DETROIT (AP) -- An apparent increase in the number of people and pets being bitten by Michigan's only venomous snake species is stoking fears among some residents in the state's Lower Peninsula about the small, shy rattlesnake.
The Detroit News reports that the eastern massasauga rattlesnake has had an uncharacteristically busy year, delivering what appears to be more bites than usual.
"Just from my gut, it seems there are more bites than there have been in the past," said Jeff Jundt, the curator for reptiles at the Detroit Zoo.
The zoo, which carries anti-venom, typically provides the medication once a year to hospitals for use in emergencies. But Jundt said so far this year he's sent it three times.
State officials don't track rattlesnake bites, although they are normally rare.
But this year, there's been a string of them -- in Orion Township, Highland Recreation Area and Flushing. At least seven times in the past five months, eastern massasaugas have bitten people or their pets, sending worried families to hospitals or veterinarian offices.
And Poison Control at Children's Hospital of Michigan has this year received reports of at least four human bites.
None of those encounters has resulted in a death, but experts said the number of occurrences is out of the ordinary.
Logan Coleman's family was sent into a panic in late August after the 7-year-old was bitten by an eastern massasauga in their yard in Spring Arbor Township, just west of Jackson.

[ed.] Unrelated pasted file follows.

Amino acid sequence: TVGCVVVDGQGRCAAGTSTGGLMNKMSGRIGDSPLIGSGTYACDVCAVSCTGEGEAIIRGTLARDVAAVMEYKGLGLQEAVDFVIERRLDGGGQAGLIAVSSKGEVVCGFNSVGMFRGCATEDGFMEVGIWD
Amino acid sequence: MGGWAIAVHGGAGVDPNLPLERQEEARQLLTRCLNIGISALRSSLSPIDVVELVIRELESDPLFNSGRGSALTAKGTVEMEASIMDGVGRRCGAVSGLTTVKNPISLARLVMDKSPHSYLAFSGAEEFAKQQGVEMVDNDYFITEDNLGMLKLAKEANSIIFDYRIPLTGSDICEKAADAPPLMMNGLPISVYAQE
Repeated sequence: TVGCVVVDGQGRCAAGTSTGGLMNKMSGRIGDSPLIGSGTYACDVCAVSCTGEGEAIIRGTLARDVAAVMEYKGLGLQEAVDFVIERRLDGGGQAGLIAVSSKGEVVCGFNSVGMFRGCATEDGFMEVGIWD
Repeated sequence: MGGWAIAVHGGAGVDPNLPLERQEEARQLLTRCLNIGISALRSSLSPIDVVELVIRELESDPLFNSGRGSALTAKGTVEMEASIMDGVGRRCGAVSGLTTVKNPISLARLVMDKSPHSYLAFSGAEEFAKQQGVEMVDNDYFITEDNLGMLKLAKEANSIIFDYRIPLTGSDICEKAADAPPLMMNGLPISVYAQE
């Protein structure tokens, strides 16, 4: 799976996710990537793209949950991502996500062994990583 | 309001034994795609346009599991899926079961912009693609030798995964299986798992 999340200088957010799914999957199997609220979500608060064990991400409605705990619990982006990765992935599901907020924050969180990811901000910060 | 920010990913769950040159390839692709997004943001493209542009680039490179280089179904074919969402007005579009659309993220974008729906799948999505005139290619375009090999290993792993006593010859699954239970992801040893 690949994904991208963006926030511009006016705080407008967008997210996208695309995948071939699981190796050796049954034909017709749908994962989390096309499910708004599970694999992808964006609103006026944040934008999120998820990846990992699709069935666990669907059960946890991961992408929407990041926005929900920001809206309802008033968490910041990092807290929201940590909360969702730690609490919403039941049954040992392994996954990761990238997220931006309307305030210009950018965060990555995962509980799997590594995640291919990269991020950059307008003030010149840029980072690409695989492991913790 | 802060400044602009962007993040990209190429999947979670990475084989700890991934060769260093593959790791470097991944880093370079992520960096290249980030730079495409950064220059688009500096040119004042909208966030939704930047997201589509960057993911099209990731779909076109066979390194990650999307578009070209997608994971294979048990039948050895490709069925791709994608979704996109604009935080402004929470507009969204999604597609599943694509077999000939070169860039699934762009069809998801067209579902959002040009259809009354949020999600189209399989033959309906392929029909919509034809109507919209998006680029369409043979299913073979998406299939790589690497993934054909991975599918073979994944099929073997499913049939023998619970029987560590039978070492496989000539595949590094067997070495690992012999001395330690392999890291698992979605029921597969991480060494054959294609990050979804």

"He came running back into the house yelling, 'Mom, come out here and see what bit me -- you've gotta see.' He was screaming at the top of his lungs," Kimberly Coleman, the boy's mother, told The Detroit News.
Logan was bitten on his left index finger and the area was beginning to swell and harden.
A neighbor helped catch the snake in a bucket and the family raced to a nearby clinic where doctors identified the snake and transferred Logan to an Ann Arbor hospital that carried the anti-venom.
The youngster spent one night at the hospital, taking the anti-venom through an intravenous drip. Today, he bears no ill effects from the encounter, but his mother now occasionally patrols the yard when her son is outside.
The venom produced by the eastern massasauga is not a neurotoxin that causes paralysis, as in many snakes, but it damages tissues around the bite site. If untreated, it can be fatal in young or old people, as well as adults in poor health.
The apparent rise in rattlesnake encounters may be due to this year's warm autumn -- the snakes are most active spring to fall.
With warmer temperatures, the rattlesnakes are delaying their fall hibernation and enjoying extra time sunning themselves, said Chris Hoving, the endangered species coordinator with the state Department of Natural Resources and Environment.
The eastern massasauga is Michigan's only rattlesnake and is found all across the Lower Peninsula in areas that include wetlands. At its largest, it grows to just under 3 feet, making it one of the smallest rattlesnake species.
Hoving said the snake's defensive rattle produces a higher-pitched sound than humans might expect from a rattler.
"It tends to sound like an insect buzzing," he said.
Due to the loss of wetlands where the snakes make their homes, the eastern massasauga's numbers have diminished significantly. It is now protected by law in Michigan and is under consideration for endangered species designation by the federal government.